Mygalin: an acylpolyamine with bactericidal activity
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Inappropriate use of antibiotics favors the selection and spread of resistant bacteria. To reduce the spread of these bacteria, finding new molecules with activity is urgent and necessary. Several polyamine analogs have been constructed and used to control microorganisms and tumor cells. Mygalin is a synthetic acylpolyamine, which are analogs of spermidine, derived from the hemolymph of the spider Acanthoscurria gomesiana. The effective activity of polyamines and their analogs has been associated with their structure. The presence of two acyl groups in the Mygalin structure may give this molecule a specific antibacterial activity. The aim of this study was to identify the mechanisms involved in the interaction of Mygalin with Escherichia coli to clarify its antimicrobial action. The results indicated that Mygalin exhibits intense dose and time-dependent bactericidal activity. Treatment of E. coli with this molecule caused membrane rupture, inhibition of DNA synthesis, DNA damage, and morphological changes. The esterase activity increased along with the intracellular production of reactive oxygen species (ROS) after treatment of the bacteria with Mygalin. In addition, this molecule was able to sequester iron and bind to LPS. We have shown that Mygalin has bactericidal activity with underlying mechanisms involving ROS generation and chelation of iron ions that are necessary for bacterial metabolism, which may contribute to its microbicidal activity. Taken together, our data suggest that Mygalin can be explored as a new alternative drug with antimicrobial potential against Gram-negative bacteria or other infectious agents.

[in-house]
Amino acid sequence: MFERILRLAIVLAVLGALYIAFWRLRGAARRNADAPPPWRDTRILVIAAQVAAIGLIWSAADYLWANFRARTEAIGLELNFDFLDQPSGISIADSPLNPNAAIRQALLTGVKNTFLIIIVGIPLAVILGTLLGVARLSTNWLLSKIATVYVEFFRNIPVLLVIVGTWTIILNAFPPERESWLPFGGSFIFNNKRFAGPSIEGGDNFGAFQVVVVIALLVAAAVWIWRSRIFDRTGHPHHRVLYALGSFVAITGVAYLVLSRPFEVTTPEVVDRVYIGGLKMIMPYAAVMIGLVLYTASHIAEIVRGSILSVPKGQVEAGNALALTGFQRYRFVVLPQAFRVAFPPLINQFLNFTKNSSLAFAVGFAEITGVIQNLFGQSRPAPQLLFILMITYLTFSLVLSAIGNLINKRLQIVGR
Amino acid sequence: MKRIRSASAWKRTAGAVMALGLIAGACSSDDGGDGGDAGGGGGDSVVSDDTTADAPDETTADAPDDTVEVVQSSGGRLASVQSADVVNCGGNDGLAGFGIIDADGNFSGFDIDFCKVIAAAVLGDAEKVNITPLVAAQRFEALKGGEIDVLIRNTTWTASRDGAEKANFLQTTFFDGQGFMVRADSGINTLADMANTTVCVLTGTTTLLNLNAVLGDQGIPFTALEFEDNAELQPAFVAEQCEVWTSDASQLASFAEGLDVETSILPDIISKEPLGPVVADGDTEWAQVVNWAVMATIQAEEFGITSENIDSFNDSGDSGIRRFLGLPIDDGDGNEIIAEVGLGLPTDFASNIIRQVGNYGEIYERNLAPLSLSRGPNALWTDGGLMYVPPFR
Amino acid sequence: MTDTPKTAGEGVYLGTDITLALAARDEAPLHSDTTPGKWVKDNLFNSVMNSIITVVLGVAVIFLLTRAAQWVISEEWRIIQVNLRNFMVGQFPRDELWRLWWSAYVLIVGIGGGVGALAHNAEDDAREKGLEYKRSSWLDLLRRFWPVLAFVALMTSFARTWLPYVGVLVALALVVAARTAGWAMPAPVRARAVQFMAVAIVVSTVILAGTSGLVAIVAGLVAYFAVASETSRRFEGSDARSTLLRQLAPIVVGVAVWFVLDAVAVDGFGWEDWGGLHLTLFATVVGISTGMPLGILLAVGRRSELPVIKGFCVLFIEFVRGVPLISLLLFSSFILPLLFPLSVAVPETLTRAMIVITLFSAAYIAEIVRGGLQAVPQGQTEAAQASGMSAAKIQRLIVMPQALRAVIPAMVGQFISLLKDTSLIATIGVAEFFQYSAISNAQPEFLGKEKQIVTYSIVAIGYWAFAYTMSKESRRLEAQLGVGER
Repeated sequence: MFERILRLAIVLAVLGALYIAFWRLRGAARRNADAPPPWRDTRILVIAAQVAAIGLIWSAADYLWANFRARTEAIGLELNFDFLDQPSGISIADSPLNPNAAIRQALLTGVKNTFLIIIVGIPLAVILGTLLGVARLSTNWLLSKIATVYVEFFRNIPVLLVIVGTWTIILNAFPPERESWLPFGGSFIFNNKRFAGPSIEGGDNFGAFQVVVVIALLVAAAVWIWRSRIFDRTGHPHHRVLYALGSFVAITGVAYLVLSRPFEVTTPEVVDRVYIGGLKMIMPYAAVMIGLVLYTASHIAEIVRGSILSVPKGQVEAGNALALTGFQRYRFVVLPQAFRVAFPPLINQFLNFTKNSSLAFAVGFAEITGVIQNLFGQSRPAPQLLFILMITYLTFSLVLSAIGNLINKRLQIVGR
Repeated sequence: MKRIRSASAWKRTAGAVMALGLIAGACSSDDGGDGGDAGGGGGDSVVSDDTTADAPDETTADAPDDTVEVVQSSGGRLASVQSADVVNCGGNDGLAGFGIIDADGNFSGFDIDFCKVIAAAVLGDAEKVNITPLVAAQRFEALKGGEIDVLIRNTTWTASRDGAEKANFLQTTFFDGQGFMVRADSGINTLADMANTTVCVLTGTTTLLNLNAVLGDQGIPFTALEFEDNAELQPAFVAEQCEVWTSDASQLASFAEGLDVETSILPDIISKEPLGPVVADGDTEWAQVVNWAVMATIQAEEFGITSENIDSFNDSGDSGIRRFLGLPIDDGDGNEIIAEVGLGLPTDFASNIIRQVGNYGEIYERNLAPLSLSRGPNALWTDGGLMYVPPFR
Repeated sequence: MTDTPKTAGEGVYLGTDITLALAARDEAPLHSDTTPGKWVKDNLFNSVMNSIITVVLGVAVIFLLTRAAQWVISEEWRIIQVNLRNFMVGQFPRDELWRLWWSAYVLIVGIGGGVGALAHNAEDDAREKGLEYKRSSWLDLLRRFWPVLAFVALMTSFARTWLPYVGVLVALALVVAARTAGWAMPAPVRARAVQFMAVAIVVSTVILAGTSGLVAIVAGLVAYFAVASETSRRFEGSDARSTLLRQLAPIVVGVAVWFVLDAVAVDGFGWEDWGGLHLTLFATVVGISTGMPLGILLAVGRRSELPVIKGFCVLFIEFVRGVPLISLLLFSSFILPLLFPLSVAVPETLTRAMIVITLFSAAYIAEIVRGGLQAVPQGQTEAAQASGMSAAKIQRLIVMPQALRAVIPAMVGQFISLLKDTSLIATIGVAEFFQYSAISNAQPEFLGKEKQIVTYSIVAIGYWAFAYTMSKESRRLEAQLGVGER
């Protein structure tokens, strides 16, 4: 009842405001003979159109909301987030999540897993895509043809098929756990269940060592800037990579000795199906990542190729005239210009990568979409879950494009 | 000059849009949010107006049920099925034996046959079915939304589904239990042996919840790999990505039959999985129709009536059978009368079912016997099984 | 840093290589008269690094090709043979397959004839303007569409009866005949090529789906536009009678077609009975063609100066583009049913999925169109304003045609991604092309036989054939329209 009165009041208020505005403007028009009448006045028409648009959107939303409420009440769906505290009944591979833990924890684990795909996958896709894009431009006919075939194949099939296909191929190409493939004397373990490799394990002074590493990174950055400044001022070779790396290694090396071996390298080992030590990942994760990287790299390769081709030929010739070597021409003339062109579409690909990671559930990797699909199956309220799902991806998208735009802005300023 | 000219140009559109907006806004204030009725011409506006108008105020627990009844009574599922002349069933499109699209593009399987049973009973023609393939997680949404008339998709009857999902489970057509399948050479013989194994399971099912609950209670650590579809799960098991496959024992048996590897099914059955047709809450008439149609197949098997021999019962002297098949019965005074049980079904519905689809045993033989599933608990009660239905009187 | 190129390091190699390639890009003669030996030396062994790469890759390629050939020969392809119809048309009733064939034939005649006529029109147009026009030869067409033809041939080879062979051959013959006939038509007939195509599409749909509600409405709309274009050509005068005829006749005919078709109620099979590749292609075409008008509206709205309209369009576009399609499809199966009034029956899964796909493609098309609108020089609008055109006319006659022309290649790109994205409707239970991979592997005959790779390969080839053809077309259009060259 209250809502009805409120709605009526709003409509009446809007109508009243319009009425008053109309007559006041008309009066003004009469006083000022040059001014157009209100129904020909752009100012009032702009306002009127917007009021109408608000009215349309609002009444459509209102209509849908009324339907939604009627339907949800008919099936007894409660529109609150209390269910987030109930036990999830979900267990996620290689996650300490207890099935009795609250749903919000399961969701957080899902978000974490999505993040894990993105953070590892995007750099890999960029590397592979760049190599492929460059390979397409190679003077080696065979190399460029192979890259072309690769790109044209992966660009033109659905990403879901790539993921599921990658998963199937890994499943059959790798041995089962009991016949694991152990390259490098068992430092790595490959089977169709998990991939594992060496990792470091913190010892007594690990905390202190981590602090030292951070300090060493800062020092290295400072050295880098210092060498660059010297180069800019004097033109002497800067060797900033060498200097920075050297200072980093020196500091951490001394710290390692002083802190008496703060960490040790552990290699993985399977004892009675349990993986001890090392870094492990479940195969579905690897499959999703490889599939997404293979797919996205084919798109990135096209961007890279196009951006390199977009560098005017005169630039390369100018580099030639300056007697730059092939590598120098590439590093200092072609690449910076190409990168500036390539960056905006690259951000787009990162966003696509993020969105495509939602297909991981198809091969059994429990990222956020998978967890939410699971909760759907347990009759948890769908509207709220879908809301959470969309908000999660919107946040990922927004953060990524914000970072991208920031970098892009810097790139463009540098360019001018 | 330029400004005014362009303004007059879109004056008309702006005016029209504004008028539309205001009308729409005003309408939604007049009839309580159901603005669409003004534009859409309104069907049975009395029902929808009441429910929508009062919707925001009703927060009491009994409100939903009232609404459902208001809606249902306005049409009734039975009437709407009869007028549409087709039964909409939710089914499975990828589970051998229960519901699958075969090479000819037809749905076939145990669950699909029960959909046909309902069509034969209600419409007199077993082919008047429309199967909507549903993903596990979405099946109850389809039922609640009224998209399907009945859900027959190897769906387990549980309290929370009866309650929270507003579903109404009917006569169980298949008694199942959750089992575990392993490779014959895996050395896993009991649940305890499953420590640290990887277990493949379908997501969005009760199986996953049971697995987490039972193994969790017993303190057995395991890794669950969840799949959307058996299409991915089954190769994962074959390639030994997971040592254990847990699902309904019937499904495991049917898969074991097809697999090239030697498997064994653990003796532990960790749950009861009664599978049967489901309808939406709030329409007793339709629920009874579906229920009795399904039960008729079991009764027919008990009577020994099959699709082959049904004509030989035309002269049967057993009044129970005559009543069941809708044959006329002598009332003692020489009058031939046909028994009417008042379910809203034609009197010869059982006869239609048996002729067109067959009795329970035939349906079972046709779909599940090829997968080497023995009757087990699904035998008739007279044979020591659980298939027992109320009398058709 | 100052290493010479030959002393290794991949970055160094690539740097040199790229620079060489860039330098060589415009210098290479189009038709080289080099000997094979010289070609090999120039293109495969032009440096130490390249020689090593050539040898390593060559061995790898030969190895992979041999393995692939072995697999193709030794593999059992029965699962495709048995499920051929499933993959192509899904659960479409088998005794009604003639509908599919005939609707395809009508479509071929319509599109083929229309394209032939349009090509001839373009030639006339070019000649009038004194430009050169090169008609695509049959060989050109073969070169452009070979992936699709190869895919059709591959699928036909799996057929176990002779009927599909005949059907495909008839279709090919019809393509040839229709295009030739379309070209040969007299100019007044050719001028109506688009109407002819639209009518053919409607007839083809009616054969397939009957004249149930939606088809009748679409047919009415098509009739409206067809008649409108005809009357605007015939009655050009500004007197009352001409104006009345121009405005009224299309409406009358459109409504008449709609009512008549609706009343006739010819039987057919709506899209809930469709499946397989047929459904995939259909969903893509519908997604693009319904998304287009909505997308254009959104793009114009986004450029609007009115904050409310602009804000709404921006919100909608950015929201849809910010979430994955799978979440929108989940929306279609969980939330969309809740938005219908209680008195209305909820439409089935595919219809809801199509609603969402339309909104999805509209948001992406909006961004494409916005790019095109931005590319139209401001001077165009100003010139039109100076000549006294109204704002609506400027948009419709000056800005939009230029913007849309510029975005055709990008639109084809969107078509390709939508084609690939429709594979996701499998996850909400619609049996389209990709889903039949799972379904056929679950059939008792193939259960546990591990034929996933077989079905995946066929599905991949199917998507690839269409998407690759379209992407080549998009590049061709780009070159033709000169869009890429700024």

Espinoza-Culupú AO, Mendes E, Vitorino HA, Silva Junior PI, Borges MM. Mygalin: an acylpolyamine with bactericidal activity. Front. Microbiol.. 2020 Jan;10:2928. doi:10.3389/fmicb.2019.02928.
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